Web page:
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Main Street Public Library

Community Places and Reading Spaces in the Rural Heartland, 1876–1956

Wayne A. Wiegand

Publication Year: 2011

In Main Street Public Library, eminent library historian Wayne Wiegand studies four emblematic small-town libraries in the Midwest from the late nineteenth century through the federal Library Service Act of 1956, and shows that these institutions served a much different purpose than is so often perceived. Rather than acting as neutral institutions that are vital to democracy, the libraries of Sauk Centre, Minnesota; Osage, Iowa; Rhinelander, Wisconsin; and Lexington, Michigan, were actually mediating community literary values and providing a public space for the construction of social harmony. These libraries, and the librarians who ran them, were often just as susceptible to the political and social pressures of their time as any other public institution.

Published by: University of Iowa Press


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pp. vii

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Acknowledgments and Permissions

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pp. ix-xi

This project has been a long time coming, and I owe great debts of gratitude to scores of people and libraries over the years. My thanks to Jane Robbins, Louise Robbins, and Doug Zweizig (the first two are former directors of the University of Wisconsin–Madison School of Library and Information Studies), who supported me in numerous ways while I taught there, ...

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Introduction: Information, Reading, Place

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pp. 1-10

As of this writing, the United States has more public libraries than McDonald’s restaurants. In the first decade of the twenty-first century, two-thirds of Americans annually visited a public library at least once, and two of three were registered borrowers. These statistics state the obvious. The American public library is a heavily used and ...

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One: Pride of a Century: The Bryant Library of Sauk Centre, Minnesota

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pp. 11-46

In 1856 — two years before Minnesota became a state — New England settlers founded a town ninety miles west of Minneapolis. They named it Sauk Centre after the nearby Sauk River and Sauk Lake. As in hundreds of other mid-nineteenth-century Midwest towns, settlers quickly set up businesses and attempted to replicate social institutions ...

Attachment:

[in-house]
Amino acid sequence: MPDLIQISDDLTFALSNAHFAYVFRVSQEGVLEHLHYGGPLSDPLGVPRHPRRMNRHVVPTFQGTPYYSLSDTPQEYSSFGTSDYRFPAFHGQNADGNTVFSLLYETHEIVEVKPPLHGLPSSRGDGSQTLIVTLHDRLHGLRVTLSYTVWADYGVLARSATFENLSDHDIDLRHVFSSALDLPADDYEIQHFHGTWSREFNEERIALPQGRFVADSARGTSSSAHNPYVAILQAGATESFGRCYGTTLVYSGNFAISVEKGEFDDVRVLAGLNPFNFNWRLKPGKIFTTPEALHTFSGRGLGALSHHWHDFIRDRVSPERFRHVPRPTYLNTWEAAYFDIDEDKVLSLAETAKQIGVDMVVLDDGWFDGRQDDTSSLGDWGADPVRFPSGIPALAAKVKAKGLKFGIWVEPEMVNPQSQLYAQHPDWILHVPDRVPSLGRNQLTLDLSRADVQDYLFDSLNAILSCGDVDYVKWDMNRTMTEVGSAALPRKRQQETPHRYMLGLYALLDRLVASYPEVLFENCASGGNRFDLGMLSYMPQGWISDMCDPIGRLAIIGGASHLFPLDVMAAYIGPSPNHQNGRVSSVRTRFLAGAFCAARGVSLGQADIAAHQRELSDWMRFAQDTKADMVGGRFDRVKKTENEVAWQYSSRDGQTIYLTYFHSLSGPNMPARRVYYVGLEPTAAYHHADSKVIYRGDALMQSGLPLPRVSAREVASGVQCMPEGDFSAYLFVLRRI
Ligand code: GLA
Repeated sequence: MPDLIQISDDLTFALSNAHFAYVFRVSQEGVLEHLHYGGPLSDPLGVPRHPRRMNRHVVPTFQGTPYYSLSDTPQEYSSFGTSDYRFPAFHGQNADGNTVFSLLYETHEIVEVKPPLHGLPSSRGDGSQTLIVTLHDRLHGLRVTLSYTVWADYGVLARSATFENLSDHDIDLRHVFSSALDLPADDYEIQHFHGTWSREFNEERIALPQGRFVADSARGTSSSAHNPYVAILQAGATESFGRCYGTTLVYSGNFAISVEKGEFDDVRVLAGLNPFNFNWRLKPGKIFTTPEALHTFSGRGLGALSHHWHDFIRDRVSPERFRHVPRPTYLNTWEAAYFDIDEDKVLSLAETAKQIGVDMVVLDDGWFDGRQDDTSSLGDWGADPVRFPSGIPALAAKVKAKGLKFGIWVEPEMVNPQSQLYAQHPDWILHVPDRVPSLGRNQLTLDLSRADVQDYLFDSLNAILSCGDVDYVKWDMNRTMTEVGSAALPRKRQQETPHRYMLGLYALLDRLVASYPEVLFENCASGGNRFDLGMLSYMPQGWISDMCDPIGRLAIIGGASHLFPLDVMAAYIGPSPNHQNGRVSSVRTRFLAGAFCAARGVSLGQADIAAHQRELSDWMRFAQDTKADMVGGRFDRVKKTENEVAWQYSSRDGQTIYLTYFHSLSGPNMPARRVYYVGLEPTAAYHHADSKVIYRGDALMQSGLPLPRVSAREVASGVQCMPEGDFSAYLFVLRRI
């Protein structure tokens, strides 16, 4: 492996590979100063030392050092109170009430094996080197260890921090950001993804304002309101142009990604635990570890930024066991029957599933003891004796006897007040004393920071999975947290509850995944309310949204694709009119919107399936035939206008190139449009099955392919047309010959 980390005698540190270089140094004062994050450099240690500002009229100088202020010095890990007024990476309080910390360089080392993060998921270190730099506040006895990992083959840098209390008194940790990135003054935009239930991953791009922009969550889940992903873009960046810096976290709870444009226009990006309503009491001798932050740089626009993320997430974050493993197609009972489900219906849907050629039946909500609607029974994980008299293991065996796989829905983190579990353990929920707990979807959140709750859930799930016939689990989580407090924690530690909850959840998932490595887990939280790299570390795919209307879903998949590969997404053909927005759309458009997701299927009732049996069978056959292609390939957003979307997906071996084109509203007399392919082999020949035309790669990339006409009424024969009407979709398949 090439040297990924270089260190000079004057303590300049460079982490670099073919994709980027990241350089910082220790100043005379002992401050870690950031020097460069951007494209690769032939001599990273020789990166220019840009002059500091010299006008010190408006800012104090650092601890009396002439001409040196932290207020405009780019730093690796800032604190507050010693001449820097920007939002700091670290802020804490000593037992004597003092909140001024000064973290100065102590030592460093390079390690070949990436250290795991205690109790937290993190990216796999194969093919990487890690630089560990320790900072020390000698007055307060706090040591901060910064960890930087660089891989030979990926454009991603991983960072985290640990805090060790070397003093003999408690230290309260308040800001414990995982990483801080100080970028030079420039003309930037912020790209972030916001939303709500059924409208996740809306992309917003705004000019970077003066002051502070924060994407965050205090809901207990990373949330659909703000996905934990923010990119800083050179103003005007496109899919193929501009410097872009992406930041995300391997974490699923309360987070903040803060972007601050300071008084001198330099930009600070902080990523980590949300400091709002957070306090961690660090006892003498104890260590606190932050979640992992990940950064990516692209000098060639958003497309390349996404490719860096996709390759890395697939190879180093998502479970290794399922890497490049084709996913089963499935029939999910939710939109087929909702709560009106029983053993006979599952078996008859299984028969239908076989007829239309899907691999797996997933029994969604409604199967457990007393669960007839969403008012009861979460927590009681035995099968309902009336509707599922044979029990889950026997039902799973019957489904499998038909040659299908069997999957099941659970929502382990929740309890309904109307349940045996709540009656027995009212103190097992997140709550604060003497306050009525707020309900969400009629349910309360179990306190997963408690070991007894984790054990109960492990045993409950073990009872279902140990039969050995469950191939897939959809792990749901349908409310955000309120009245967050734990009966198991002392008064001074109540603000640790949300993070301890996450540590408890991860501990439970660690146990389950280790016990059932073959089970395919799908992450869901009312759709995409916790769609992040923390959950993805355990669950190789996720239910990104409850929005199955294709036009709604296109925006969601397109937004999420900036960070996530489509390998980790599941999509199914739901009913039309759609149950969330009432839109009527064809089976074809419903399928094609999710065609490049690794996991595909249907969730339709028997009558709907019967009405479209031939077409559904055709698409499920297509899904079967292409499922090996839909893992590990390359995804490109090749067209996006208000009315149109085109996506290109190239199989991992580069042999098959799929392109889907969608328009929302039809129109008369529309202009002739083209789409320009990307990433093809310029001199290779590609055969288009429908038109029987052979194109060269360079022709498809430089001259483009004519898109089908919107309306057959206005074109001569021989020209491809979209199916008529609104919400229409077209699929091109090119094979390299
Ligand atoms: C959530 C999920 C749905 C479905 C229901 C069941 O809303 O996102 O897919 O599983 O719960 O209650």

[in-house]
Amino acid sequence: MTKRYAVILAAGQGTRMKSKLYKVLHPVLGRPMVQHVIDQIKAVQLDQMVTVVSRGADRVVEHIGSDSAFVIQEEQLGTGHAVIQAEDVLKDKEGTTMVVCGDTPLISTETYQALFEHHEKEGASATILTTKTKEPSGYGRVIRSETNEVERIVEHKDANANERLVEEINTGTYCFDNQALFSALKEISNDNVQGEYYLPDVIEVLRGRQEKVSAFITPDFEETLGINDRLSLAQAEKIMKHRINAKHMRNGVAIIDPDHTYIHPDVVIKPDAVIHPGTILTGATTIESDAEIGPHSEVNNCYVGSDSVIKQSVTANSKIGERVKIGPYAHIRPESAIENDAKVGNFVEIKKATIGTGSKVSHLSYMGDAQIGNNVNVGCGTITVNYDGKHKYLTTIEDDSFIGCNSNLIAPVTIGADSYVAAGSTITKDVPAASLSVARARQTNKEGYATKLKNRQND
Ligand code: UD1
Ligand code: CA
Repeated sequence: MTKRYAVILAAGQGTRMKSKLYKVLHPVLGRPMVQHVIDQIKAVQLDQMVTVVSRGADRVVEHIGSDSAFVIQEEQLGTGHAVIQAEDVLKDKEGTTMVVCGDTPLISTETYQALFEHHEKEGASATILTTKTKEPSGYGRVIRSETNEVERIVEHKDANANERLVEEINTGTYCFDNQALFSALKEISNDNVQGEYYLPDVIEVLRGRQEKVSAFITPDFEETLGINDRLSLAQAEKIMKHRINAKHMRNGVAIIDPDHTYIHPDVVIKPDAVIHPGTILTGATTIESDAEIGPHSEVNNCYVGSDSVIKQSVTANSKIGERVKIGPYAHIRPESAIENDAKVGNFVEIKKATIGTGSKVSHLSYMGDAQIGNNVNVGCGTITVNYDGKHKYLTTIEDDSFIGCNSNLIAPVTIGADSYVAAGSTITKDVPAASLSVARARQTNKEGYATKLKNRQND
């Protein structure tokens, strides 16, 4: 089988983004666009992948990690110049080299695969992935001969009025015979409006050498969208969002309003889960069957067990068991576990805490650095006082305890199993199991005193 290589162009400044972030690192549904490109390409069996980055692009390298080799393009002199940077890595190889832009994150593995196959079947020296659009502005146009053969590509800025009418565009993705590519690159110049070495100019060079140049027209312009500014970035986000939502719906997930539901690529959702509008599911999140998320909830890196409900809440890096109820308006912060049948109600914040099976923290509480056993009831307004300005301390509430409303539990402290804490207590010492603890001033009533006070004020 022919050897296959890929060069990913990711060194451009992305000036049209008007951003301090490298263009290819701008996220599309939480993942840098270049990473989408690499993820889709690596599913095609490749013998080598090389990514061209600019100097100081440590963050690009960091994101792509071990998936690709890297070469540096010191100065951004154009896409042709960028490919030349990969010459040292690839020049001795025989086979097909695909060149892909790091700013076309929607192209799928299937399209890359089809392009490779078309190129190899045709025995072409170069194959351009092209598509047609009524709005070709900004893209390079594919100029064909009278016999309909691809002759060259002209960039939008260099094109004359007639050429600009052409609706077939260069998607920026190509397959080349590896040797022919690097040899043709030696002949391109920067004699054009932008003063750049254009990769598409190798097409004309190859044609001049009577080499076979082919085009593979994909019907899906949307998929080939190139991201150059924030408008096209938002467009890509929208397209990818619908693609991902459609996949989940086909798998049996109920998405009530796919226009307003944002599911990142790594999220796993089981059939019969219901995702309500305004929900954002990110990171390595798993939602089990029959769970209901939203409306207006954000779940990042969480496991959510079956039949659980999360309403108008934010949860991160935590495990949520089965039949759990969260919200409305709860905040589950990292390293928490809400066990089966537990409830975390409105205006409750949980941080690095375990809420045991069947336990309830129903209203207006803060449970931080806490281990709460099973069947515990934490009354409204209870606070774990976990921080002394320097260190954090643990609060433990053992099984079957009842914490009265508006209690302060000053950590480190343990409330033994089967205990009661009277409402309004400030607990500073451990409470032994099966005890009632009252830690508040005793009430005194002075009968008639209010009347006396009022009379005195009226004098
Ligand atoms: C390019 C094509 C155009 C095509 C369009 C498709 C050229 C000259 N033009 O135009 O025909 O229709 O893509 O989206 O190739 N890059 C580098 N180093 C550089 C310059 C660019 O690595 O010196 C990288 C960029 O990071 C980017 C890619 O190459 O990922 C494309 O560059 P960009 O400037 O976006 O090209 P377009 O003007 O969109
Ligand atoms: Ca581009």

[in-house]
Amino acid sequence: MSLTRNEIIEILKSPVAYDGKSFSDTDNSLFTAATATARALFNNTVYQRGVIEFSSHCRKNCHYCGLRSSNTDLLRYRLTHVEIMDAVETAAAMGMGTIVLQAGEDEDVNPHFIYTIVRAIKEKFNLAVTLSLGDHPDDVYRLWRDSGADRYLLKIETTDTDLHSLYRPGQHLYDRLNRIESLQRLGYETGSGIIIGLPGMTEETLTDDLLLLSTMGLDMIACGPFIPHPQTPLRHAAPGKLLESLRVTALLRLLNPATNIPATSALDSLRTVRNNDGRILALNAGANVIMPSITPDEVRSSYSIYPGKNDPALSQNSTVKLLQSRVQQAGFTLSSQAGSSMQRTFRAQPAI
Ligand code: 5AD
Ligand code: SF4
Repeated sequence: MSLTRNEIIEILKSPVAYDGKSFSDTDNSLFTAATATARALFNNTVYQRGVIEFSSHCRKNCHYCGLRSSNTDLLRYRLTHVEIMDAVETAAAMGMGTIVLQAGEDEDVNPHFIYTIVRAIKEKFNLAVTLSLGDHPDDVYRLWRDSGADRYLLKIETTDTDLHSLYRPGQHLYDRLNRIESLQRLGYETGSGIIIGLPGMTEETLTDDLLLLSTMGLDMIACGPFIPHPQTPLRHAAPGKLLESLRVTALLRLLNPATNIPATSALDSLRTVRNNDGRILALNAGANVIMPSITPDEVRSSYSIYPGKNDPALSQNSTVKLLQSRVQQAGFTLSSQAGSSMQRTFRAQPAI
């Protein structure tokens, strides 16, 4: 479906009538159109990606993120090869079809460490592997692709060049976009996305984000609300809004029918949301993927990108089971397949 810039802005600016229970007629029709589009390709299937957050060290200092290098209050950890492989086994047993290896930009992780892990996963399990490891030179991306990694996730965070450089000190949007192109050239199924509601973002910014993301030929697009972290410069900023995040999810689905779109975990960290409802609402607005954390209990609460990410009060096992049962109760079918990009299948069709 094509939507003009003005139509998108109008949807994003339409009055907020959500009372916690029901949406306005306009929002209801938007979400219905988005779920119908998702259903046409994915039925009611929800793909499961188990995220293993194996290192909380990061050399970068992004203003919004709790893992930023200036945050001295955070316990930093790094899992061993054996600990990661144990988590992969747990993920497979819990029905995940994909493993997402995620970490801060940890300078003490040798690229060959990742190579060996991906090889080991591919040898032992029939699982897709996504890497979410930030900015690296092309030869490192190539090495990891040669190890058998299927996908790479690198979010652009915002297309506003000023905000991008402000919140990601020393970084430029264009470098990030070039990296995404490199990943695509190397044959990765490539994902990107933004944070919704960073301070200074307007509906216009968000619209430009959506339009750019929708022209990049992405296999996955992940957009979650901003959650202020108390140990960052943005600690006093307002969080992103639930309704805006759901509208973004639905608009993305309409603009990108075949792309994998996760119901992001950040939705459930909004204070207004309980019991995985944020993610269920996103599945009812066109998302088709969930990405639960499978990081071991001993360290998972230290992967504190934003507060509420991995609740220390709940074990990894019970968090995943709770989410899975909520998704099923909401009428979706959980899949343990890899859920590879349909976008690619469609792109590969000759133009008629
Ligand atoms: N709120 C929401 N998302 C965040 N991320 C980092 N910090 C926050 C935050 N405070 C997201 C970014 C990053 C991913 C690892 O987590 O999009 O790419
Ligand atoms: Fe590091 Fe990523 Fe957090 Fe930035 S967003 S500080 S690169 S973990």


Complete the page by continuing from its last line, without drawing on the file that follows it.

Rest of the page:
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Two: A Credit to the Place: The Sage Public Library of Osage, Iowa

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pp. 47-76

On January 9, 1871, seven prominent men of Osage, Iowa, gathered at the Center School House “to establish a Library of general reading matter suitable for persons of all occupations and professions.” To raise money, members pledged that capital stock should “not be less than 100 shares nor more than 500 shares of $5.00 each.” An ...

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Three: Tourist Attraction: The Charles H. Moore Library of Lexington, Michigan

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pp. 77-92

As the first settlement on the Lake Huron shore north of Port Huron, Michigan, Lexington Township was organized in 1837. At the time Sanilac County was covered with forest; much of the interior was swampland.1 In 1846 the village opened its first sawmill; shortly thereafter, lumber products were loaded onto sailing vessels called “hookers” ...

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Four: Those Commission Ideas: The Rhinelander Public Library of Rhinelander, Wisconsin

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pp. 93-132

On February 9, 1898, citizens of Rhinelander, Wisconsin, gathered at the courthouse to hear Lutie Stearns of the Wisconsin Free Library Commission (WFLC) speak about the value of public libraries. Stearns’s visit was sponsored by the Rhinelander Women’s Club (RWC). “This is a start in the right direction,” said the Rhinelander Herald. ...

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Five: Literature Suitable for a Small Public Library: Main Street Public Library Collections

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pp. 133-172

The cultural politics of public libraries are written in the collections they acquire. To evaluate those politics, I created a database of the entire inventory of the four midwestern libraries described in this book, based on bibliographic information systematically entered into accessions books through 1970. As previous chapters show, ...

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Epilogue: Agent of Social Harmony

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pp. 173-186

Last year some members of the Iowa Library Association were promoting the passage of the Library Services bill (S. 1452), which proposed to match Federal with State funds for the promotion and benefit of libraries,” Sage Library trustee W. L. Calloway wrote to his congressman January 25, 1952. “I expressed my opposition to the bill at the ...


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pp. 187-222


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pp. 223-238


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pp. 239-244

E-ISBN-13: 9781609380687
E-ISBN-10: 1609380681
Print-ISBN-13: 9781609380670
Print-ISBN-10: 1609380673

Page Count: 284
Illustrations: 4 photos
Publication Year: 2011

Edition: first